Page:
noodles again!

I just can’t say enough about the Chinese noodle shops.  Step aside McDonalds!  A breakfast bowl full of noodles is so much healthier and fun than a McBlah breakfast sandwich.  Getting up early the next morning from a late night out, we wanted to get some fast food – and this is it!

Curry and Erica were so hospitable during our visit.  They paid our hotel bill before we even checked in and refused to take any compensation.  Again and again I was amazed and overwhelmed by the generosity and friendliness that I was shown by the Chinese.  We had much of nothing to do today except travel around Guilin and sightsee, so we slurped our noodles and laughed and enjoyed each other’s company.

Just as in the other noodle shops we had been to, the routine was the same: select your ingredients and the cook throws them into the pot, adds some boiling water and in less than a minute, you have paid and are ready to eat.  An additional condiment line allows you to add spices and other things like onions and nuts.  You can add as little or as much as you like to fit your taste.  Each bowl of noodles was about .80 cents.  Considering how fast they are served, how good they taste and the economy of the meal, you really can’t go wrong with a bowl of Chinese noodles!


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Xian, China

After my breakfast I headed out into Xian to explore a bit.  I planned to work my way to the bus station in order to buy tickets to go and see the Terra Cotta warriors who were the reason for my visit to Xian.  Once out on the street I looked up to the roof of my hotel and was surprised to see that it was partially obscured by the thick smog that hung over the city.

Near the bus station I examined the old medieval walls that ran just outside of the bus-yard.  The entire area was full of restaurants, shops, and all sorts of other businesses.  I found a McDonalds that rested on the 2nd floor of a restaurant building complex.  On the ground floor I found a restaurant that appeared to be a KFC knockoff.  Instead of Colonel Sanders they had “Mr. Lee.”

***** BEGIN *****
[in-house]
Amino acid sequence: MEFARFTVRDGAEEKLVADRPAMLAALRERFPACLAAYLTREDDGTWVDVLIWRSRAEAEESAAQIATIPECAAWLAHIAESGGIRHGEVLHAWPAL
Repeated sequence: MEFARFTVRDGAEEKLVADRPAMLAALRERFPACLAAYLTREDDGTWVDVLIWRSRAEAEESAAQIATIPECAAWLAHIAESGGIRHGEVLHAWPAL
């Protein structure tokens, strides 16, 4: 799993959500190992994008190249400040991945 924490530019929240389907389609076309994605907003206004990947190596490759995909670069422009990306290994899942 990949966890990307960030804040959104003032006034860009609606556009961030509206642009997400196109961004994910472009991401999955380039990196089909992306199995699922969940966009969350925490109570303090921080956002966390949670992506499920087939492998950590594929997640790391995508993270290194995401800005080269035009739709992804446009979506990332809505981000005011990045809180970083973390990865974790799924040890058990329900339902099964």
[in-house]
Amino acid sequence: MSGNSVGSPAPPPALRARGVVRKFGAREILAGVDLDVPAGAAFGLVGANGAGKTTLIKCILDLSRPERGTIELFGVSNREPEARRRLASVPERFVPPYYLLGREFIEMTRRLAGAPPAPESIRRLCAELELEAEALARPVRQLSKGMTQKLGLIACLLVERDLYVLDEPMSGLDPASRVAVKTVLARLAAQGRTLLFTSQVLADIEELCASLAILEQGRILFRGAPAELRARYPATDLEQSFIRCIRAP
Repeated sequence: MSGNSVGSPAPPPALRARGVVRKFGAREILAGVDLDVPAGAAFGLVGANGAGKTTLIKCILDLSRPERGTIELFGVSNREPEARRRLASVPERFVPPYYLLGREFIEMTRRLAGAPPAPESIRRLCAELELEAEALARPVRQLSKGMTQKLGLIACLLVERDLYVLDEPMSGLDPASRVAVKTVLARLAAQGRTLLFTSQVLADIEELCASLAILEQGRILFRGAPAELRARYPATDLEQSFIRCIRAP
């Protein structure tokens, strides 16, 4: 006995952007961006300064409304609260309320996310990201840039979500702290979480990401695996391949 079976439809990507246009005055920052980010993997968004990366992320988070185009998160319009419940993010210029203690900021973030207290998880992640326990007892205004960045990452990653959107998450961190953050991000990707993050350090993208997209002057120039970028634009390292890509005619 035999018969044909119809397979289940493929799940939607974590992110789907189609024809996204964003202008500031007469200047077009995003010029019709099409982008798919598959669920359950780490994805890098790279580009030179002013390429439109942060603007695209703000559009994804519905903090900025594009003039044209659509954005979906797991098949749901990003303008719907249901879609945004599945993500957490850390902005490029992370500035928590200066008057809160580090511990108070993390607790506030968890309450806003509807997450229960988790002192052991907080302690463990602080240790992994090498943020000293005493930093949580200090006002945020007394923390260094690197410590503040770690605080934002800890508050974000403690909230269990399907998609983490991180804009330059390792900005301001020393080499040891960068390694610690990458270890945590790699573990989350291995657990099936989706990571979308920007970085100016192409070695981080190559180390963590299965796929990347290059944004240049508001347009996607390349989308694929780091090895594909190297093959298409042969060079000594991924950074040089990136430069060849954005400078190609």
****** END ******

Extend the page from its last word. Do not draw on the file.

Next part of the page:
The second floor McDonald’s window provided a bird’s eye view of the major intersection outside of the bus terminal.

I watched in amazement as so many Chinese people came to and fro, briskly walking to their destinations.  The streets were wide and always crowded with people.  The buses cars and motorcycles danced between the people with a particular finesse that seemed avoid what should have been a thousand traffic accidents.  The old city walls looked down with a timeless wisdom that seemed to stand out of place in this bustling metropolis; perhaps in another country, but in China the old seems to mix with the new everywhere I go.

Inside the bus courtyard hundreds of Chinese Army soldiers, Marines, and Sailors unloaded from busses and organized into their unit formations.  It almost looked as if they were staging for a parade.  I tried asking some of them what the occasion was but no one spoke English.  I was eager to head out to see the Terra Cotta Warriors so I didn’t spend too much time looking at the military men.  Later, when I ate dinner, the restaurant I was in had about 40 soldiers in it; I was completely surrounded.  I tried to take their photo but they objected.  Instead, I asked one soldier to take my photo hoping to catch them in the background.  He did his best to not take photos of his comrades but you can see a few of them in the background.


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Stories, posts, reports, photos, videos and all other content on this site is copyright protected © and is the property of Scott Traveler unless otherwise indicated, all rights reserved. Content on this site may not be reproduced without permission from Scott Traveler. My contact information can be found on the home page.

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